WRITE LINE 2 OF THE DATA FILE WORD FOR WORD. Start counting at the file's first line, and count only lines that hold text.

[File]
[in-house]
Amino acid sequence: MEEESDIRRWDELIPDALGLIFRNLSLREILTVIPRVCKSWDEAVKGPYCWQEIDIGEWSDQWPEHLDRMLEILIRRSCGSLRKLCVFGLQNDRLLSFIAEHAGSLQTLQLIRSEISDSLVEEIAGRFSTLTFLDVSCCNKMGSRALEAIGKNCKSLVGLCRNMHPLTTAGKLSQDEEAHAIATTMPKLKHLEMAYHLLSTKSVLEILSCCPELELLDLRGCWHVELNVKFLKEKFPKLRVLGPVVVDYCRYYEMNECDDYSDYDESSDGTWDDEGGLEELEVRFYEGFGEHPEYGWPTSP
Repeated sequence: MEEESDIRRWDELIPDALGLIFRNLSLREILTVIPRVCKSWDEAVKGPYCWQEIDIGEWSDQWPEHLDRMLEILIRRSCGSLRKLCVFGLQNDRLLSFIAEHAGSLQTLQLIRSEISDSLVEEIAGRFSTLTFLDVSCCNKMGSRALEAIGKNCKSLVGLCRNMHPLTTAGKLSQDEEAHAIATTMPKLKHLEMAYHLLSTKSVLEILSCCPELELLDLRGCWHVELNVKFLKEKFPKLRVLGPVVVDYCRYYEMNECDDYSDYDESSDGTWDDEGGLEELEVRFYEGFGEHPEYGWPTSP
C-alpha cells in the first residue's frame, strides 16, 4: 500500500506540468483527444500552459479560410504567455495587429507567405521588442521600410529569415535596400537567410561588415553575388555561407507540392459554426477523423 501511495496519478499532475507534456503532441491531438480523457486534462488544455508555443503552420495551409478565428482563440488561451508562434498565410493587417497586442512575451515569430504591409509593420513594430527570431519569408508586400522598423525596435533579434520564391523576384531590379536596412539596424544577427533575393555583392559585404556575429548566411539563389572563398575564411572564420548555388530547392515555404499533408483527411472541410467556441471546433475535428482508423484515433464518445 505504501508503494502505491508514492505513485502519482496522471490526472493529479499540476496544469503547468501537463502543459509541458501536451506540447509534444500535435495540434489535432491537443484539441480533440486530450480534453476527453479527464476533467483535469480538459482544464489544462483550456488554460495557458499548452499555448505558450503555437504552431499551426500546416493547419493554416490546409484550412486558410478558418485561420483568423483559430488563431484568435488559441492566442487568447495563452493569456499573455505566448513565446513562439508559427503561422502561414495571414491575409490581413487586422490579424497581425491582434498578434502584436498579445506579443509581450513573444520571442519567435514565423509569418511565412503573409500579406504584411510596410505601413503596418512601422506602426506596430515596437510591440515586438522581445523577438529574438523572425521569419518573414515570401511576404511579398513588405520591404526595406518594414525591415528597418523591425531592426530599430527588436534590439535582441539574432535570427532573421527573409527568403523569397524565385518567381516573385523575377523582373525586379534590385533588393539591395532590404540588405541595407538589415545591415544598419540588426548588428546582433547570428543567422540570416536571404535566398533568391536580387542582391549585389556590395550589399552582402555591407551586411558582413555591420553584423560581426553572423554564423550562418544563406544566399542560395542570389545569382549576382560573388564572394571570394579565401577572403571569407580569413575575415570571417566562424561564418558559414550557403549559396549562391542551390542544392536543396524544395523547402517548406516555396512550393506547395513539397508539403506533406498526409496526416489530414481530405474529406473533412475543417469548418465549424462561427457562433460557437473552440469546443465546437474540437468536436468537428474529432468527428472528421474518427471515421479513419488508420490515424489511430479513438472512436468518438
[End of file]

Amino acid sequence: MEEESDIRRWDELIPDALGLIFRNLSLREILTVIPRVCKSWDEAVKGPYCWQEIDIGEWSDQWPEHLDRMLEILIRRSCGSLRKLCVFGLQNDRLLSFIAEHAGSLQTLQLIRSEISDSLVEEIAGRFSTLTFLDVSCCNKMGSRALEAIGKNCKSLVGLCRNMHPLTTAGKLSQDEEAHAIATTMPKLKHLEMAYHLLSTKSVLEILSCCPELELLDLRGCWHVELNVKFLKEKFPKLRVLGPVVVDYCRYYEMNECDDYSDYDESSDGTWDDEGGLEELEVRFYEGFGEHPEYGWPTSP